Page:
Great Burlington Strike of 1888: A Case History in Labor Relations

Great Burlington Strike of 1888: A Case History in Labor Relations

Great Burlington Strike of 1888: A Case History in Labor Relations

Great Burlington Strike of 1888: A Case History in Labor Relations

Excerpt

The study of labor conflicts of the past is not without profit if it contributes to the understanding of mistakes and successes in the process of keeping employees and employers pulling together. The vast productive organization, which has developed in the United States until it turns out goods at a rate unprecedented in the history of mankind, could not have been carried on as it has been without some kind of coöperation. But in the process of growth and change, frictions and breaks in the coöperation between capitalists, or their managers, and wage earners have from time to time slowed down production and have had unfortunate effects upon the participants in the resulting conflicts and upon the whole economy. Some of the problems which have produced these conflicts have not yet been solved. It is to be hoped that the careful study of cases in which they have appeared may contribute something toward a diagnosis of these problems. This book is intended to be such a case study taken from the late nineteenth century, the period when many of the foundations of the present productive structure were being laid.

The great strike of 1888 was the most serious labor conflict ever experienced by the Chicago, Burlington & Quincy Railroad, and probably the hardest fight and the worst defeat in the history of the two brotherhoods which took part in it. Although it attracted much public attention at the time, it has been neglected by most historians, perhaps because it lacked the dramatic features of rioting and destruction of property, arousing fears of threats to the social order, which accompanied some of the better known strikes of the period.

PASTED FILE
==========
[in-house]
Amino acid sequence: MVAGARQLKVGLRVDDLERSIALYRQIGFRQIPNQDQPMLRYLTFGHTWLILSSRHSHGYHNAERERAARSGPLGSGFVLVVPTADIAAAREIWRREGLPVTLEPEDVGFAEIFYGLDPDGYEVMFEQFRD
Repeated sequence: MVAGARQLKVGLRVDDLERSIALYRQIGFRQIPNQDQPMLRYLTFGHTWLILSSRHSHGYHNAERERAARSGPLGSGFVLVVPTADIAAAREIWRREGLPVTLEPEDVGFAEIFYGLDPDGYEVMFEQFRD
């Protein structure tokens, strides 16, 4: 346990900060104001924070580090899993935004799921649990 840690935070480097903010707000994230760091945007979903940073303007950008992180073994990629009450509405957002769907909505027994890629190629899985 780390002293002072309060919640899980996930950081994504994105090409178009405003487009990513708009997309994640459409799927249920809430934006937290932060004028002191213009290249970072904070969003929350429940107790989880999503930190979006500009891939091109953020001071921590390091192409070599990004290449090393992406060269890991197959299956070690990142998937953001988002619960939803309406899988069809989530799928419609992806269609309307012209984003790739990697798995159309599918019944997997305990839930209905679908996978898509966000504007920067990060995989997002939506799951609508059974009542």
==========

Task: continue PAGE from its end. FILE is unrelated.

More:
In evaluating the ideas, motives, and conduct of either railroad managers or labor leaders in 1888, it is necessary to remember that they were operating in the late nineteenth century, not in the middle of the twentieth. Codes of conduct change from time to time, and even some of the underlying assumptions from which they spring. Individuals or groups should not be judged by rules not yet accepted or practiced by the society of which they are a part.

Since the Civil War, businessmen had been playing an increasingly influential part in American life, building and operating railroads, developing industries, and financing great ventures. The commonly . . .

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